KW writes: “The deacon of my church recommends reading books from Terry Hershey. I have not read any of his books. Are these books considered New Age? I couldn’t find anything about this in your blog.”
I have not read any of his books but what is available online does not appear to be New Age; however, we like to warn everyone to be on their guard with any motivational writer/speaker these days because this area is so heavily infiltrated with New Age ideas. This blog will give you some pointers on what signs to look for to determine if a speaker is New Age.
As for Terry Hershey, he was raised in southern Michigan and has degrees in Philosophy and Theology. He spent some time working as a Protestant Minister, a personnel director and a public relations officer. During this time, he was a self-described work-a-holic who didn’t learn how to slow down and enjoy the present moment until his marriage fell apart. He eventually learned his lesson and started Hershey & Associates in 1984, an organization that provides workshops and seminars dedicated to helping people slow down and lead more balanced lives.
He is now the author of 10 books on the subject, with the latest being The Power of Pause: Becoming More by Doing Less (Loyola Press). Judging from the reviews, his writings are centered on ways to help people discover and savor the things in life that really matter. Having been a Protestant minister, I was surprised to find so little mention of Christ in any of his writings (at least those that appear on line)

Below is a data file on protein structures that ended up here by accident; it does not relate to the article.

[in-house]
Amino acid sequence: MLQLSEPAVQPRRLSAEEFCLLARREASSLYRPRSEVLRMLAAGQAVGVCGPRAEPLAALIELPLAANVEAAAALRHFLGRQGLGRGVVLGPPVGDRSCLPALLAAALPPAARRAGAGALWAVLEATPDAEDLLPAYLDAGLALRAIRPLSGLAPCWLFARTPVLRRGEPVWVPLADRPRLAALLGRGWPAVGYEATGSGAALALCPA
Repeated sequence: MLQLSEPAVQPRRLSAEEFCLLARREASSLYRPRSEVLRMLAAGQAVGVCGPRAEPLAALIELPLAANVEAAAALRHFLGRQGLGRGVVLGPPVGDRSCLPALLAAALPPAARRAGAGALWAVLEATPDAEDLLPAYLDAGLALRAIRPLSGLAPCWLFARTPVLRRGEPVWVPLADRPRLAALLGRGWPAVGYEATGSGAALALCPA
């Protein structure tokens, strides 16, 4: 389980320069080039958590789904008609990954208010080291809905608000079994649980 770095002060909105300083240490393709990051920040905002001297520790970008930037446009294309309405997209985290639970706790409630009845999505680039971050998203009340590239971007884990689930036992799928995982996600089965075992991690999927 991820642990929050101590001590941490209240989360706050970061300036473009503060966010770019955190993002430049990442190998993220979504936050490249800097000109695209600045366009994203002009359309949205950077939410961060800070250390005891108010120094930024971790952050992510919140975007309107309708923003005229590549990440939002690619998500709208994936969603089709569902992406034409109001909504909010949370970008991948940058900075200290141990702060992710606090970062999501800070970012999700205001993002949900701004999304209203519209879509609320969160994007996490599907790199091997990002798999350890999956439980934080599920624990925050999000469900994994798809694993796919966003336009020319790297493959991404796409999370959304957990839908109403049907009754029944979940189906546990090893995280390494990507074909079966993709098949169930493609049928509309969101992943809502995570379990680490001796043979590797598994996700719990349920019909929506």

For example: “There are two kinds of pause. One is passive: I stop, I let go, I’m still, and I breathe out. The other pause is active: I’m attentive, I’m conscious in this moment, I take responsibility for the life I have right now, and I breathe in. . .There is power in our awareness that our choices do in fact make a difference (from the The Power of Pause).
One of his “quotes for the day” is from the famous God-hating atheist Friedrich Nietzsche who apparently once said: “I would believe only in a God that knows how to dance.”
Here’s another quote from Hershey’s blog about when the heart is made soft:
“It happens when. . . we allow ourselves to feel, fully and wholly; without a need to defend, justify or explain . . .we allow ourselves to receive love and kindness without suspicion. . .we are free to embrace a core of strength and courage that resides inside of us; and let it spill to those around us.”
This should give you a taste of what Terry Hershey is offering.
However, rather than recommending Terry Hershey, your Deacon might want to read (and then recommend to others) a Catholic classic that teaches us how to achieve an even more perfect state of quiet and inner peace. It’s called The Sacrament of the Present Moment and it was written by the great spiritual master, Jean-Pierre De Caussade.
Surrendering to God’s will as it appears in every moment of our lives is the key not only to Christian perfection, but to perfect peace and, ultimately, to eternal bliss.